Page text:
Friday, May 25, 2007

The Last Days

There are times when you wake up and feel that you can do nothing right, and you just want to return to your sleep and dream away the rest of the day, without having to think and make the right decisions all the time, just the way we like it. There are days when you wake up and you ask yourself what's the point of getting up and subjecting yourself to the same old things again and again.

But for the past 6 months, despite the incredibly early get up timing of 5.45 am (Okay. I know what you are going to say. You do that everyday, and you've been doing that for the past (insert double digit) years. But no other job I could have picked requires this!) after shaking off the initial lethargy, there's a sense of purpose to the day, and more than that, a sense of meaning in life that is very hard to come by.

I try my best every lesson to interest, inspire and at the very least help you learn the bare essentials in a subject that you may not enjoy thoroughly, but still have to take anyway. I tried, and many times I think I failed. I looked at other physics teachers and felt pressure looming over my head, as I watched them plan flawless lessons and whip out incredible applets and other resources for use in the classroom, and sometimes you feel so emotionally drained: because you try your best, and you don't know whether that is enough. You feel for the subject, you know exactly what the concepts you are trying to get across are, but you can't convey it in that particular way that everyone instantly gets.

This has got to be the most frustrating and life-consuming job ever: there was never a lesson that I walked out of without feeling drained and tired. There were a few days when I would be in the physics lab teaching pin-sighting method, and then I'll trot down to the chemistry lab to teach how to test gases, and then back to the physics lab again.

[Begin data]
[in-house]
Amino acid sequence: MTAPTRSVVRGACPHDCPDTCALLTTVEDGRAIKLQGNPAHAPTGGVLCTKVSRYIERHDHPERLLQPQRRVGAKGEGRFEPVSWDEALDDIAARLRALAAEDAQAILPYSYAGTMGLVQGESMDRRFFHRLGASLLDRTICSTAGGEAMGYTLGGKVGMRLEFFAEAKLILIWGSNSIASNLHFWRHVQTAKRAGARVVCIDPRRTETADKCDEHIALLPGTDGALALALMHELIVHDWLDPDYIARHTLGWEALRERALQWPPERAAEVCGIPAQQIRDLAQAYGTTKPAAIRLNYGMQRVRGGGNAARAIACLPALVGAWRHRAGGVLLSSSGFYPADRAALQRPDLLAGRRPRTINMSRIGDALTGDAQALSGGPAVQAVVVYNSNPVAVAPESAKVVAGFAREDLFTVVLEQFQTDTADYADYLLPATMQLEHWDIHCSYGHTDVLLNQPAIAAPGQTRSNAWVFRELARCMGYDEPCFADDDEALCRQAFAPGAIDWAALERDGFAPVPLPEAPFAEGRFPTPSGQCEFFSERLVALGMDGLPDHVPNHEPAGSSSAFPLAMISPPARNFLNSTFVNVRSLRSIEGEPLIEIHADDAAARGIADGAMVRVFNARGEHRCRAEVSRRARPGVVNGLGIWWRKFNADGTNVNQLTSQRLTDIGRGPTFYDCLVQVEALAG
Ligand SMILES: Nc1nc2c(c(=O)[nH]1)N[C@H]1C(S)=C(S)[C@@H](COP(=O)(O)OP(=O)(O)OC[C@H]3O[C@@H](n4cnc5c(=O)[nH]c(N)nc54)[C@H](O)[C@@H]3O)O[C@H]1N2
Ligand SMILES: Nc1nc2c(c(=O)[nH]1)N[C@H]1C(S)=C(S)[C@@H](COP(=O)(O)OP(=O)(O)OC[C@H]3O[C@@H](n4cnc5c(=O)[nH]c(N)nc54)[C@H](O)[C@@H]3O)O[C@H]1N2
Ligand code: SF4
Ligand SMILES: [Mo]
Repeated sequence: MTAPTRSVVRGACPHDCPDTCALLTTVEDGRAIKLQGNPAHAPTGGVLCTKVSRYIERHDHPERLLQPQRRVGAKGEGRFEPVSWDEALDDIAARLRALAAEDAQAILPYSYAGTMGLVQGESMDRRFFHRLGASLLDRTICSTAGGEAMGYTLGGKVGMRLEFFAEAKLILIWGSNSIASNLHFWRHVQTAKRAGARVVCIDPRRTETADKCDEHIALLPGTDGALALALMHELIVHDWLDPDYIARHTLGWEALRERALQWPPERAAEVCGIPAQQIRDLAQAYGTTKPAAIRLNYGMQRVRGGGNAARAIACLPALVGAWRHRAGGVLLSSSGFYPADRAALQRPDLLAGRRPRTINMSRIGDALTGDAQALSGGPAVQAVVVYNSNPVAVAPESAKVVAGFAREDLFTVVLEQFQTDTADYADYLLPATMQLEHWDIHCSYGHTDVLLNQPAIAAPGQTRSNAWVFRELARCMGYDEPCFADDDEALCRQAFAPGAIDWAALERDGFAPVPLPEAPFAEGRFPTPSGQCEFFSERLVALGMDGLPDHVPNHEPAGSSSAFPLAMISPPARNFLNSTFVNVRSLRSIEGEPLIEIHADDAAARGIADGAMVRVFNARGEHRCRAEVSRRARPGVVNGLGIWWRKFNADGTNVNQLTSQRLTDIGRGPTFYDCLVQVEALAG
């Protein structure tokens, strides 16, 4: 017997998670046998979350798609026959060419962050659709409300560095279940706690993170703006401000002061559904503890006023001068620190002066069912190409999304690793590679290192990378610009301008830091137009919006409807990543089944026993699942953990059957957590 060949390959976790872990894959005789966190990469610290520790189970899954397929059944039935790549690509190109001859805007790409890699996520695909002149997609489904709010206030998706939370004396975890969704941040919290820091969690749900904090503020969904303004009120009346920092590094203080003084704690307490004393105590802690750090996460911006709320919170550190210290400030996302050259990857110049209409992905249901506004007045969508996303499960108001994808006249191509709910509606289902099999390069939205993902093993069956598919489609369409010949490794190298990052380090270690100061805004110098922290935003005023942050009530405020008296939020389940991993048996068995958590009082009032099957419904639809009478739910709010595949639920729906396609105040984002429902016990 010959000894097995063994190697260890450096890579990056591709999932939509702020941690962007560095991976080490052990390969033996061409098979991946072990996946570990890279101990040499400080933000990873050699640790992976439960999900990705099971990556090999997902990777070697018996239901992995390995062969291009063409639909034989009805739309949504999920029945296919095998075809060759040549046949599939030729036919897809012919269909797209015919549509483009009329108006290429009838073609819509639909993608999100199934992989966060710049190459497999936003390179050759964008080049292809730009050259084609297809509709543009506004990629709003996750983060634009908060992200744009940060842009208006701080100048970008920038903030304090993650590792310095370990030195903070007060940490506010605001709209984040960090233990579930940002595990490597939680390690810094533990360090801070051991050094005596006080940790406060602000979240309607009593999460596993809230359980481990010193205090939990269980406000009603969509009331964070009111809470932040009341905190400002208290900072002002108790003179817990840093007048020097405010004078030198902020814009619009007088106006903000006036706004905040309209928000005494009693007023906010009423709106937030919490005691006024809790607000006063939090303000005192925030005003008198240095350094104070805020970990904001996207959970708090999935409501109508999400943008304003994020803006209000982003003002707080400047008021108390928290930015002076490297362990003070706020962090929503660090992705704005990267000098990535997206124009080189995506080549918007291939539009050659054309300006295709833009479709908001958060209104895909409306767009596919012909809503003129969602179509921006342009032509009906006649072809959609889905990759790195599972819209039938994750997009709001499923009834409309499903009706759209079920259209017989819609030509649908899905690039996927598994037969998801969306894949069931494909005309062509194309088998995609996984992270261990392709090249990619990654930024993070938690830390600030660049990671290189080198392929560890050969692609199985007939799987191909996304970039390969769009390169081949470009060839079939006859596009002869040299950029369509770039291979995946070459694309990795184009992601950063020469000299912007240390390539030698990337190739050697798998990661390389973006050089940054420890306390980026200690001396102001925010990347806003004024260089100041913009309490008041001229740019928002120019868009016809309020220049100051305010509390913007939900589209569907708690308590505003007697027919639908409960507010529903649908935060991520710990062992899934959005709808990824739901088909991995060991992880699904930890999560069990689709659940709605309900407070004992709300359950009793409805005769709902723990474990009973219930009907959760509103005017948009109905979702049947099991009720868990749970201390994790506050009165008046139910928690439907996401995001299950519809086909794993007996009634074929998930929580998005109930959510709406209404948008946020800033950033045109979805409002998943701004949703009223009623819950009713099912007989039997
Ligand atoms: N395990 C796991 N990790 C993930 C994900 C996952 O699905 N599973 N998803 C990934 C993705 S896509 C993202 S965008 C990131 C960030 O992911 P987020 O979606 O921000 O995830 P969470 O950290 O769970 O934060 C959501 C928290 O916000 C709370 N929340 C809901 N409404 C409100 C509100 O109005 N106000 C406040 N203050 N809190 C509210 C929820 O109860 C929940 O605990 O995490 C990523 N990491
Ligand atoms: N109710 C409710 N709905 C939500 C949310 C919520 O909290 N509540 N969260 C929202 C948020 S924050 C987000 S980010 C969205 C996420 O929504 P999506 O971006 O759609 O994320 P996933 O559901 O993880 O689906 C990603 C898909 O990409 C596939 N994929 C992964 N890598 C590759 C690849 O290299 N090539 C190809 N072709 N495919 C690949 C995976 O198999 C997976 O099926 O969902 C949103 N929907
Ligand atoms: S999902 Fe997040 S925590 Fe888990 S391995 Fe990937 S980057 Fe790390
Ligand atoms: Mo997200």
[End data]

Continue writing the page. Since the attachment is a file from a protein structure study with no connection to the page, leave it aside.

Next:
But at the end of everything, what keeps a teacher going is the students. And strangely, despite all the rather frustrating times, and scolding (though I'm sure most of it bounced of you, though I mean it all the time) and marking scripts with god-awful mistakes that make you feel like quitting the job because obviously you have got absolutely nothing across, I enjoyed myself in all the classes, each with their own weird concoction of terrors. Ha. Just kidding. It was fun, and, for lack of a better way of putting it, you guys were entertaining, and in many cases surprising both on an intellectual level and maturity.

In some ways, we are tied together. There is something inexplicably strong about the bonds formed in the process of learning. I hope you'll remember something in this 6 months, and hopefully it's something fundamental, although I'm being sickeningly self-righteous here, believing what I try to teach is the right thing to learn. But every teacher inherently thinks he's correct. So indulge me.

Good luck to all of you guys, avid (ha, avid) readers of this blog. I wish you the best of luck with your time here in RI, because I swear this place is the place that will define who you are in the future. Don't give your new physics teacher a torrid time! Though I trust that he will do a better job than me. I seriously think you all are getting short-changed in some aspects. Other teachers seriously have some cool stuff up their sleeves.

Don't worry, I'll keep updating this place to follow your syllabus and all: I can roughly remember what the next few chapters are. As my English teacher (Mrs. Selvan) emailed me when I sent her my farewell email to the RI staff:

"This is not a farewell. It's a till then.
So till then!
(I don't care, our paths must cross again!)"

Till then!

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